Car tax updates will lead to 'heavier charges' for road users which will 'punish' families

3 mins read


The new car tax proposals have caught many by surprise as an expert warns the new system will see plenty of drivers issued with “heavier charges”. Alex Buttle, director of Motorway.co.uk says the updates are set to punish drivers regardless of what vehicle they drive.

“But this update looks to punish everyone regardless of what car you drive – electric, petrol, hybrid, diesel, new or used.

“And for drivers already struggling with the economic costs of the pandemic, it could be a real blow to the pocket.”

Just days ago, businessman Richard Alvin told Express.co.uk the charges could be as high as 75pence for each mile covered.

He said this could set some families back up to £500 to cover a simple 400 mile trip from London to Yorkshire.

However, many other experts have attacked the new proposals which they feel would unfairly punish UK drivers.

Daniel Briggs, Managing Director at Motorfinity told Express.co.uk that long car journeys could soon be a “thing of the past” as motorists aimed to avoid the heavy charges.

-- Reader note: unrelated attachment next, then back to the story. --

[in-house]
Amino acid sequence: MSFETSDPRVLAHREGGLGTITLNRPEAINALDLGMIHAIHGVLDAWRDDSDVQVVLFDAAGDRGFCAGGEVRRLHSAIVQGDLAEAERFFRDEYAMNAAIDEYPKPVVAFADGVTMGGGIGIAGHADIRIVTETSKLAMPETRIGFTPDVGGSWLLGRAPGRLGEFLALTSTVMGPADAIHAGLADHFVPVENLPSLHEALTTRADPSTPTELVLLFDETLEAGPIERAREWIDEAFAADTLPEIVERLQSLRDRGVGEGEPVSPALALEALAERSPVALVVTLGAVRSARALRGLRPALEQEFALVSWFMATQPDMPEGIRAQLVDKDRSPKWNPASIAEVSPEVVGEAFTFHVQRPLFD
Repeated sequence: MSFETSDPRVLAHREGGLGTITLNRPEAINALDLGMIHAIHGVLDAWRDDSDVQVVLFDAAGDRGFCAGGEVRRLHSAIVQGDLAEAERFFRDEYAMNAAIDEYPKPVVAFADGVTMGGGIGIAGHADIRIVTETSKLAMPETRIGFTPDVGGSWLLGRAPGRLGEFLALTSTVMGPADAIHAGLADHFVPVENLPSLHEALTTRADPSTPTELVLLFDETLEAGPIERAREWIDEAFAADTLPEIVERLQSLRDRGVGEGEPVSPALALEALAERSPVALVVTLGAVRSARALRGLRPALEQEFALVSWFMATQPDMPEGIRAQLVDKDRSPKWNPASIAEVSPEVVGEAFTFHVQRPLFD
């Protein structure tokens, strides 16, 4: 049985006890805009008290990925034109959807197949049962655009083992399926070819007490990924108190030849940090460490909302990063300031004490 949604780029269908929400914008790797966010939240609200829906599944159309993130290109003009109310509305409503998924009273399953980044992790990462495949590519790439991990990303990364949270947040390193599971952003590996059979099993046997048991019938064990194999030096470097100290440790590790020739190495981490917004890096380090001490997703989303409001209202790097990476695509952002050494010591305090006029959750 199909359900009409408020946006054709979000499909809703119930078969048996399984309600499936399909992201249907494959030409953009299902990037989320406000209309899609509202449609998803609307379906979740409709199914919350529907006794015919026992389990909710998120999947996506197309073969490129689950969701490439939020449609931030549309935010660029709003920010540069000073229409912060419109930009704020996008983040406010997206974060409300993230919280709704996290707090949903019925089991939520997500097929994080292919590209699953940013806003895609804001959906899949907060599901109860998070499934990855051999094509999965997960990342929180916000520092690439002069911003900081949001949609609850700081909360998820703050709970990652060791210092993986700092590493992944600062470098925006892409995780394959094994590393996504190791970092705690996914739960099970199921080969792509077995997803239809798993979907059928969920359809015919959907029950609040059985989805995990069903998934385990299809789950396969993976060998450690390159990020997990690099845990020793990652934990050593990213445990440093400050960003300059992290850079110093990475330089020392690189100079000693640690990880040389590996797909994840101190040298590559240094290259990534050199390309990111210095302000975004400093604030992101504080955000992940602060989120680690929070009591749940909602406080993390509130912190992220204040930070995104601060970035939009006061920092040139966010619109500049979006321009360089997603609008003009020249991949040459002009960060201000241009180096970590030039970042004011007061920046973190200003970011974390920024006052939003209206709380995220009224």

He warned the financial wellbeing of some workers could be affected with commuters set to face additional fees for simply travelling to work.

Electric cars are also a talking point with Mr Briggs pointing out there is no clear decision on whether the scheme will also apply to owners of these models.

As more drivers make the switch to electric vehicles ahead of the 2030 ban, charging will likely begin to ensure the majority of road users are covered.

He added: “To recoup lost revenues from the Prime Minister’s green plans announced last week, Chancellor Rishi Sunak revealed there could be a change to the car tax system currently in place, potentially leading to motorists being charged for every mile they drive on Britain’s roads.

“One consideration that I’ve yet to see clarity on though, is whether the pay-per-mile charge will also apply to electric vehicles, given that they typically produce much lower tailpipe emissions than conventional vehicles.”



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